Are you compliant?


The REST Report only works with federal and state compliant companies.

REST Report requires all companies that we work with to be compliant with the rules and regulations as set forth by the government. We have assembled this page so that you can see exactly what the rules and regulations are. We require that all companies comply with the following.

Mortgage Assistance Relief Services (MARS)

The Federal Trade Commission has issued a ruling to protect struggling home owners from mortgage relieve scams.

Home owners are protected by the rule since it bans providers of mortgage foreclosure rescue and loan modification services from collecting advance fees. In addition, the rule requires clear disclosures and also outlaws false advertising claims.

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The complete text of the ruling can be accessed here.

Advance fee ban

The most significant consumer protection under the FTC's rule is the advance fee ban. Under this provision, mortgage relief companies may not collect any fees until they have provided the consumer with a written offer from their lender or servicer that the consumer decides is acceptable. A written document from the lender or servicer is also required describing the key changes to the mortgage that would result if the consumer accepts the offer. The mortgage relief company must also remind the consumer of their right to reject the offer without any charge.

Disclosures

The Rule requires mortgage relief companies to disclose key information to consumers to protect them from being misled and to help them make better informed purchasing decisions. In their advertising, and in communications directed at individual consumers, the companies must disclose that:

  • they are not associated with the government, and their services have not been approved by the government or the consumer's lender;
  • the lender may not agree to change the consumer's loan; and
  • if companies tell consumers to stop paying their mortgage, they must also tell them that they could lose their home and damage their credit rating.

Companies also must explain in their communications to consumers that they can stop doing business with the company at any time, can accept or reject any offer the company obtains from the lender or servicer, and, if the consumer rejects the offer, they don't have to pay the company's fee. The companies also must disclose the amount of the fee.

Prohibited claims

The MARS Rule prohibits mortgage relief companies from making any false or misleading claims about their services, including claims about:

  • the likelihood of consumers getting the results they seek;
  • the company’s affiliation with government or private entities;
  • the consumer’s payment and other mortgage obligations;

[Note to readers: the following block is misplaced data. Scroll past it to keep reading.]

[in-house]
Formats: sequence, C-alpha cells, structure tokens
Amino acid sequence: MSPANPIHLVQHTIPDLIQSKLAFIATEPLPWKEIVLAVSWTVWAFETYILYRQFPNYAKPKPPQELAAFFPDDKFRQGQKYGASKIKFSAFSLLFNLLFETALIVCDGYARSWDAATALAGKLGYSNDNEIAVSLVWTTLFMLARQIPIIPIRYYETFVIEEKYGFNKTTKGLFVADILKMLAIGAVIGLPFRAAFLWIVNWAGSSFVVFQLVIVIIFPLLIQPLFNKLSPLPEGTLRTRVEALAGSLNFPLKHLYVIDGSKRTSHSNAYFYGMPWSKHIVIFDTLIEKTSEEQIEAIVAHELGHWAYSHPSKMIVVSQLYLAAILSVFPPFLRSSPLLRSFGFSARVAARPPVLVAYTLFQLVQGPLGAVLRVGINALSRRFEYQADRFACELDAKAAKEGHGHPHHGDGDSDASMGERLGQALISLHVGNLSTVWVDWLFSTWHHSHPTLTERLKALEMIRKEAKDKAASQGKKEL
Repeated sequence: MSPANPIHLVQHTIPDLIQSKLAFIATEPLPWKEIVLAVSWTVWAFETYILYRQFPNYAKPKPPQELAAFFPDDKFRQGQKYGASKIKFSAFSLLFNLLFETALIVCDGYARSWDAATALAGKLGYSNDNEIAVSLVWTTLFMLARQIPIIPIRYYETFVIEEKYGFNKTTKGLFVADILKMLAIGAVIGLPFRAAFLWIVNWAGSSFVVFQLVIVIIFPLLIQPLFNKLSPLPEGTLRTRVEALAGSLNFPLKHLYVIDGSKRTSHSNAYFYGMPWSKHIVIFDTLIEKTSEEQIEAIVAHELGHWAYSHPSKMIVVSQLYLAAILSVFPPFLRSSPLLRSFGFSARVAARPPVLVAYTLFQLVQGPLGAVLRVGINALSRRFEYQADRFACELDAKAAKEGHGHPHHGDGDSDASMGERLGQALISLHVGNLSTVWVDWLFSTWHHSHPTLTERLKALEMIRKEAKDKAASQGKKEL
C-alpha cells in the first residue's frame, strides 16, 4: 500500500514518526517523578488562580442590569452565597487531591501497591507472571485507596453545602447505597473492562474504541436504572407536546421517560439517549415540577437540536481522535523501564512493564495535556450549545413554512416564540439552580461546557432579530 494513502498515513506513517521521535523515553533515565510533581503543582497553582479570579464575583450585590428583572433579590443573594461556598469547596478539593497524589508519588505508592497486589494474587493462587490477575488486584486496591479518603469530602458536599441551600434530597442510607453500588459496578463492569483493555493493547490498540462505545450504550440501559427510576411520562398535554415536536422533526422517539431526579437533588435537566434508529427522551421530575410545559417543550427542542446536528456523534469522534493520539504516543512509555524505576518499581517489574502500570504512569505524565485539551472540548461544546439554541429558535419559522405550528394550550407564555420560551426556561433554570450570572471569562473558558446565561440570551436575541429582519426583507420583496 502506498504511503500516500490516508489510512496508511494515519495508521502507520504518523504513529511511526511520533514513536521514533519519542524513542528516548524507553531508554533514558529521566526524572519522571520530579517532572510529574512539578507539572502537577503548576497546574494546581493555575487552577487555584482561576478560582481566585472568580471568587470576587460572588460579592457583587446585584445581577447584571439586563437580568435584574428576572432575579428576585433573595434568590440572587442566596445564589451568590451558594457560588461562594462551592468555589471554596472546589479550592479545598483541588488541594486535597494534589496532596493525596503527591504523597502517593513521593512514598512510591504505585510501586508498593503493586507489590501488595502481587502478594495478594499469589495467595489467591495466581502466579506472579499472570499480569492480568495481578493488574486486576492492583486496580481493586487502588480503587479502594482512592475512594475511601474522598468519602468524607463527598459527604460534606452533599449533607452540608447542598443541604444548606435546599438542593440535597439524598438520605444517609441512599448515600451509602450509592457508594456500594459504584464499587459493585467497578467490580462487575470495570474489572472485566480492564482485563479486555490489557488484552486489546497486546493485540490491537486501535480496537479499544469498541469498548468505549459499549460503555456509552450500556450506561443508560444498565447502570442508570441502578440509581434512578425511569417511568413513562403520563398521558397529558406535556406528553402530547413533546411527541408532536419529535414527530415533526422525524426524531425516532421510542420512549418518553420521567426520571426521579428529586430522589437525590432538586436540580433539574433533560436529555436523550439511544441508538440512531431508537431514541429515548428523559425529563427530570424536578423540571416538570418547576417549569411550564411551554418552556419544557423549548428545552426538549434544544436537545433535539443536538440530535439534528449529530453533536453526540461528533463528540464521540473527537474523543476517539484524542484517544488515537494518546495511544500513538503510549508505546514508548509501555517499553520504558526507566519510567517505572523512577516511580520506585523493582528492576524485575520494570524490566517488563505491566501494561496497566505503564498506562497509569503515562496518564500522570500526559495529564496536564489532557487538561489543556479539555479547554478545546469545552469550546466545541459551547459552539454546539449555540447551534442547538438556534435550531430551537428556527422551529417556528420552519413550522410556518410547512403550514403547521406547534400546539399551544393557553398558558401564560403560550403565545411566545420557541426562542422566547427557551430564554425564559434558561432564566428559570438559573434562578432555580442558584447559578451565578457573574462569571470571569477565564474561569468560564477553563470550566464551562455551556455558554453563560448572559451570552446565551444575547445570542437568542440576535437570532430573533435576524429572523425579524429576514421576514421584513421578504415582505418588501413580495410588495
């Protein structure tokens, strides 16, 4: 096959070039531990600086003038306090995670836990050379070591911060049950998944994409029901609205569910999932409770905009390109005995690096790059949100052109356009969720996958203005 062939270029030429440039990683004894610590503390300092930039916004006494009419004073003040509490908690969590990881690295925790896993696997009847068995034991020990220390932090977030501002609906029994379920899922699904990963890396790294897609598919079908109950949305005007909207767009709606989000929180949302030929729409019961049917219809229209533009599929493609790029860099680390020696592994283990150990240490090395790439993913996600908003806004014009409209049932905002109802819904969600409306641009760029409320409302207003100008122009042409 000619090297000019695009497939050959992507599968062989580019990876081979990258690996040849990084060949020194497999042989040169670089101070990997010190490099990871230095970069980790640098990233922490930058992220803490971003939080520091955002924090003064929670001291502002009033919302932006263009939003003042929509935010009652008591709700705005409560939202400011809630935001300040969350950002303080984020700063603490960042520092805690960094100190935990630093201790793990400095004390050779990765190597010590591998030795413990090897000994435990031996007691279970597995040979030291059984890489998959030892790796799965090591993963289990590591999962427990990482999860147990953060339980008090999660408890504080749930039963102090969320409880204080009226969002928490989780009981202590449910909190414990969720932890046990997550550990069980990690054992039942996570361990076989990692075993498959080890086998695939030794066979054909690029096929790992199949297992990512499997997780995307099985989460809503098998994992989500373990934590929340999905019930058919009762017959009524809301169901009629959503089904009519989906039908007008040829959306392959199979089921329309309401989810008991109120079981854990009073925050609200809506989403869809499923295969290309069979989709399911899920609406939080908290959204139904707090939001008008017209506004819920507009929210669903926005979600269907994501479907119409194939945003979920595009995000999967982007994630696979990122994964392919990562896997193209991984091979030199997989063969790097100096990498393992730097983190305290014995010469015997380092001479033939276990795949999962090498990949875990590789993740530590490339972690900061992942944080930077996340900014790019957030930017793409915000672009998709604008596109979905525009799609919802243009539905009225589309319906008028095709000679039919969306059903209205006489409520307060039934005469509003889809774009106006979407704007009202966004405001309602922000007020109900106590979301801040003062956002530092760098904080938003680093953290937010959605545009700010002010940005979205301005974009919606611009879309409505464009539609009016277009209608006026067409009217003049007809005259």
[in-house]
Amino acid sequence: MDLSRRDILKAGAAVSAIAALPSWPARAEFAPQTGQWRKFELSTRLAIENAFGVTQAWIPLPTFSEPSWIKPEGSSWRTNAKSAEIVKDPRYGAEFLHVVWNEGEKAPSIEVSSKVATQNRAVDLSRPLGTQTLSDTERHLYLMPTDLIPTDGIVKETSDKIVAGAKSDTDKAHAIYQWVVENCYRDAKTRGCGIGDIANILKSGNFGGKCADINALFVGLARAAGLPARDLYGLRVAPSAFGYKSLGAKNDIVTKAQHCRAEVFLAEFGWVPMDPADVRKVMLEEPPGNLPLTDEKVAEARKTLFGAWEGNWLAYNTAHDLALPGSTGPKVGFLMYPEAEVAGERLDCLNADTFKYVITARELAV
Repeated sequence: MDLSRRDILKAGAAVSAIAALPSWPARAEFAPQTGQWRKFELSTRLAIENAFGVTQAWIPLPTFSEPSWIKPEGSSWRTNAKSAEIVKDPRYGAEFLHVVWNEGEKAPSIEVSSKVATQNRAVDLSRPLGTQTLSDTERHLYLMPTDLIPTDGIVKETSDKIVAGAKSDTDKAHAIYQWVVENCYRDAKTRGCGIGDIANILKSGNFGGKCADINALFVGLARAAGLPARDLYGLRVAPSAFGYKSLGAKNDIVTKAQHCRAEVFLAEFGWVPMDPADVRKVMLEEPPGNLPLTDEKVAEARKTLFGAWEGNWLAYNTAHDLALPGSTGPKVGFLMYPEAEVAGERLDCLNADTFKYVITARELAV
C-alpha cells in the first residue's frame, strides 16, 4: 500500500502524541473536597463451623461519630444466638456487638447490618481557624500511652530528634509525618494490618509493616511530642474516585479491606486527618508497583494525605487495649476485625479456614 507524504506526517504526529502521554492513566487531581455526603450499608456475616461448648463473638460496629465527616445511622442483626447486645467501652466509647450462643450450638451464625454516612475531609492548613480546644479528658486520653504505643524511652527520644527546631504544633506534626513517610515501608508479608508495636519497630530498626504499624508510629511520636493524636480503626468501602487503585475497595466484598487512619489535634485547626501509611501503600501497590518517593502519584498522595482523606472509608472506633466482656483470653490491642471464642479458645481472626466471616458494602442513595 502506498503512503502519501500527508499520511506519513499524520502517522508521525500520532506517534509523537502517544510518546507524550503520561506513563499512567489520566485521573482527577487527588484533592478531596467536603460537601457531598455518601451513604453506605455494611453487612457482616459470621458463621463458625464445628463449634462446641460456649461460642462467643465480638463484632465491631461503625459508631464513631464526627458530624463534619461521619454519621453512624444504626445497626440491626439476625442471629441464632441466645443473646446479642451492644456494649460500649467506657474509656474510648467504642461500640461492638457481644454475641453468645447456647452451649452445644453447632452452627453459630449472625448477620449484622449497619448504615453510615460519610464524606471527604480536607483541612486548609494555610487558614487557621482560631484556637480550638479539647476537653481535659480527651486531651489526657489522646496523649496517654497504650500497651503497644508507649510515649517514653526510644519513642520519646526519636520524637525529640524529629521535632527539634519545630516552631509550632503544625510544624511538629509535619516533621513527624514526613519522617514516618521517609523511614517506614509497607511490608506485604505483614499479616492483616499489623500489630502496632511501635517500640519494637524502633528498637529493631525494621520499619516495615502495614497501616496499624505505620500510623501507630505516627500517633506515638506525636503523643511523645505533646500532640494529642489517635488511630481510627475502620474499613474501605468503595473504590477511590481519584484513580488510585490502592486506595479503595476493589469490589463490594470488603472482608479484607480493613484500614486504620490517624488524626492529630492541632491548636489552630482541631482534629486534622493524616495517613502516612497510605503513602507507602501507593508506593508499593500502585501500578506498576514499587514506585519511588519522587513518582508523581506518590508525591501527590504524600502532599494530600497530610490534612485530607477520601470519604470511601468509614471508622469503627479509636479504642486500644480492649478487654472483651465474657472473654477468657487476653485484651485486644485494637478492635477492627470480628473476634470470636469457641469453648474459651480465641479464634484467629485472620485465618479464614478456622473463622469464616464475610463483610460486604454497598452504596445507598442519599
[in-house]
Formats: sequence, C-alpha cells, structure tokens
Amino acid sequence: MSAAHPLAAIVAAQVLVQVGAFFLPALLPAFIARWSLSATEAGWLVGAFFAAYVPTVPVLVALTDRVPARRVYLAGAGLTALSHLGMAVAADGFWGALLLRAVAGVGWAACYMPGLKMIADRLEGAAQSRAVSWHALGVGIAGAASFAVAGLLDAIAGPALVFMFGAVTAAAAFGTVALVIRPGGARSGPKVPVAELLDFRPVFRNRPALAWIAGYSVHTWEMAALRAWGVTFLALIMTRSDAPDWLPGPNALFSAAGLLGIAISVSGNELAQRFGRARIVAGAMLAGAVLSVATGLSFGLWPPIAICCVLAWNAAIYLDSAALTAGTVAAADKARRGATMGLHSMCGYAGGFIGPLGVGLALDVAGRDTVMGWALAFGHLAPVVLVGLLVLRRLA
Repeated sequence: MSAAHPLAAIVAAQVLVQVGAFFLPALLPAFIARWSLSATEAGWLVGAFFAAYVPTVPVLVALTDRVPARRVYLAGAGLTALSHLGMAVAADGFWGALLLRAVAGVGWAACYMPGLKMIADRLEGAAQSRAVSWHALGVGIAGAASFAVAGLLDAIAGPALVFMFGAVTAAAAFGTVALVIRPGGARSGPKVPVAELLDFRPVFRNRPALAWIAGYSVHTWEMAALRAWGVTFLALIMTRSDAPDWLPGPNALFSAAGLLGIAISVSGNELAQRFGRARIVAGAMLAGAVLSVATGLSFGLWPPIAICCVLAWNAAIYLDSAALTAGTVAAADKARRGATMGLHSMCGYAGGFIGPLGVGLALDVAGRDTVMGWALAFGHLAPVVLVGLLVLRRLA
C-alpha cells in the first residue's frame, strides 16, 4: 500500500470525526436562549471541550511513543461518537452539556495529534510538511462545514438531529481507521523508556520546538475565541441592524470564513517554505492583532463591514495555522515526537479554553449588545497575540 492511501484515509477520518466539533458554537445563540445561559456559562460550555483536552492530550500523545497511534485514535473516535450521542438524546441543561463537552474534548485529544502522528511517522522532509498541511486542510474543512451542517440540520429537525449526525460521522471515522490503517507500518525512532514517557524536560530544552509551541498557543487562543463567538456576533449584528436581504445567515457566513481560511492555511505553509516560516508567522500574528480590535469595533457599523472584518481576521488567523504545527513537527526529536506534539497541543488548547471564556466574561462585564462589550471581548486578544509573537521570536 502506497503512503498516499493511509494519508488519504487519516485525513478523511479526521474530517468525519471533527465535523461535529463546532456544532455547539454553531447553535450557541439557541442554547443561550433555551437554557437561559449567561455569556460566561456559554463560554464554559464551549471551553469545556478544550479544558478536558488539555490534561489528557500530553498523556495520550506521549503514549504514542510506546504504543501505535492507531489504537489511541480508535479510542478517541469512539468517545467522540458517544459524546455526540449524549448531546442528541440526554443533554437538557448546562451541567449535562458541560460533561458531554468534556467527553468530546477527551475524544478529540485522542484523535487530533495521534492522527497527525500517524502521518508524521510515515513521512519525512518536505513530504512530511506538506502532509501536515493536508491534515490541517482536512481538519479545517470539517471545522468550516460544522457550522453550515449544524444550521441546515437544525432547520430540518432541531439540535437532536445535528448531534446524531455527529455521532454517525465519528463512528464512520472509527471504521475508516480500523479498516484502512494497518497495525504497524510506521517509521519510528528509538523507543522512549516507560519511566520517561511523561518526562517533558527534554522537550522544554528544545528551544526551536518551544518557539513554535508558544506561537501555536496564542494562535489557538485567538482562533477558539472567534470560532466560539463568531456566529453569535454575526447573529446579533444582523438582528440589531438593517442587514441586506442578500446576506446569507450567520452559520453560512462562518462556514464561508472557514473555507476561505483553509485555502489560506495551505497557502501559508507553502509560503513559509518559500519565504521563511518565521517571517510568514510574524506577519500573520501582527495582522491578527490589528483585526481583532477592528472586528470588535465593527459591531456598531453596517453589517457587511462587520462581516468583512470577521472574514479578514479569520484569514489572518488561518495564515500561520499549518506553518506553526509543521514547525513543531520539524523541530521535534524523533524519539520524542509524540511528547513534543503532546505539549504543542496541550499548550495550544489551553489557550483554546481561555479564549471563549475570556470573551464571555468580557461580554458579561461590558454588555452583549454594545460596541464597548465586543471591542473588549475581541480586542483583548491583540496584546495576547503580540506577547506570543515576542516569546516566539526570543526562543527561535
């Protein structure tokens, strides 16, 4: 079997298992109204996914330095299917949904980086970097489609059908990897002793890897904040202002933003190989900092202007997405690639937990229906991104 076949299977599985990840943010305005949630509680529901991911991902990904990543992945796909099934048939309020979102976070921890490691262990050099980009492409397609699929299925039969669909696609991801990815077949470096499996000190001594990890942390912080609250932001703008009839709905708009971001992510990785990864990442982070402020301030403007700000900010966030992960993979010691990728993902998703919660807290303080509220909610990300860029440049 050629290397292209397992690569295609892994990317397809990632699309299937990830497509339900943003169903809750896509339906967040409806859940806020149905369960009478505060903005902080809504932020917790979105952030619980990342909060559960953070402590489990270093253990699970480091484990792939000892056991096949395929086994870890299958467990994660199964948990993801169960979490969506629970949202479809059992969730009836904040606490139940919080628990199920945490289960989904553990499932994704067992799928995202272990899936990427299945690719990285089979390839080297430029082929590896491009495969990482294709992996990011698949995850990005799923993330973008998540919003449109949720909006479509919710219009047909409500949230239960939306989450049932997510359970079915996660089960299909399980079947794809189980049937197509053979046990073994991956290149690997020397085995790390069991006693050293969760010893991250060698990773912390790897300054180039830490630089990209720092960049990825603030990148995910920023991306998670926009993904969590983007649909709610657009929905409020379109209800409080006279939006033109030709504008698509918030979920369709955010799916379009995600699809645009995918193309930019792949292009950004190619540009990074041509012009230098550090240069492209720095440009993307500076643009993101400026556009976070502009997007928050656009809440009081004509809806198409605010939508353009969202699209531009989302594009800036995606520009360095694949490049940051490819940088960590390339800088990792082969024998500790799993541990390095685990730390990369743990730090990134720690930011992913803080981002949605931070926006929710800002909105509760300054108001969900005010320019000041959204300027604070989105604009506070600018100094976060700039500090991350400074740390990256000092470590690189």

• the company’s refund and cancellation policies;
  • whether the company has performed the services it promised;
  • whether the company will provide legal representation to consumers;
  • the availability or cost of any alternative to for-profit mortgage assistance relief services;
  • the amount of money a consumer will save by using their services; or
  • the cost of the services.

In addition, the rule bars mortgage relief companies from telling consumers to stop communicating with their lenders or servicers. Companies also must have reliable evidence to back up any claims they make about the benefits, performance, or effectiveness of the services they provide.

Attorney exemption

Attorneys are generally exempt from the rule if they meet three conditions: they are engaged in the practice of law, they are licensed in the state where the consumer or the dwelling is located, and they are complying with state laws and regulations governing attorney conduct related to the rule. To be exempt from the advance fee ban, attorneys must meet a fourth requirement - they must place any fees they collect in a client trust account and abide by state laws and regulations covering such accounts.


Have a question about compliance? Contact us today for an answer.

RESTReport.com is a private company, not affiliated with any lender, servicer, or any government agency, including, but not limited to, the U.S. Department of Treasury. This content is intended exclusively for general informational purposes, and shall in no way be interpreted as legal advice. The site materials may not be applicable to your particular factual or legal circumstances. We urge you to seek legal counsel to discuss your particular facts and circumstances, and remind you that nothing on this site should be acted or relied upon without seeking such advice. We expressly disclaim all responsibility and liability for any action or inaction taken based on the content of this site.

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